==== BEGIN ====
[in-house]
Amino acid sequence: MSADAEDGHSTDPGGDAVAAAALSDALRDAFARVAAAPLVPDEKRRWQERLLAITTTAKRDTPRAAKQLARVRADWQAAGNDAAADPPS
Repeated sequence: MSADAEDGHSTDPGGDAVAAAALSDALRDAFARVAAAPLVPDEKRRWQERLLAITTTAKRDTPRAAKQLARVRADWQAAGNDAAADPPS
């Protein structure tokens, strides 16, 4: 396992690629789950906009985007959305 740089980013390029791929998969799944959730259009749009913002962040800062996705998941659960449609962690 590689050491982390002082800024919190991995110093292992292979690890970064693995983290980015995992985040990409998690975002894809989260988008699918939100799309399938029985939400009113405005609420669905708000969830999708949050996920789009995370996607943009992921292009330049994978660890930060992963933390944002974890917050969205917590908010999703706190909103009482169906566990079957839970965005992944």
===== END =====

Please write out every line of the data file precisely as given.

[in-house]
Amino acid sequence: MSADAEDGHSTDPGGDAVAAAALSDALRDAFARVAAAPLVPDEKRRWQERLLAITTTAKRDTPRAAKQLARVRADWQAAGNDAAADPPS
Repeated sequence: MSADAEDGHSTDPGGDAVAAAALSDALRDAFARVAAAPLVPDEKRRWQERLLAITTTAKRDTPRAAKQLARVRADWQAAGNDAAADPPS
């Protein structure tokens, strides 16, 4: 396992690629789950906009985007959305 740089980013390029791929998969799944959730259009749009913002962040800062996705998941659960449609962690 590689050491982390002082800024919190991995110093292992292979690890970064693995983290980015995992985040990409998690975002894809989260988008699918939100799309399938029985939400009113405005609420669905708000969830999708949050996920789009995370996607943009992921292009330049994978660890930060992963933390944002974890917050969205917590908010999703706190909103009482169906566990079957839970965005992944």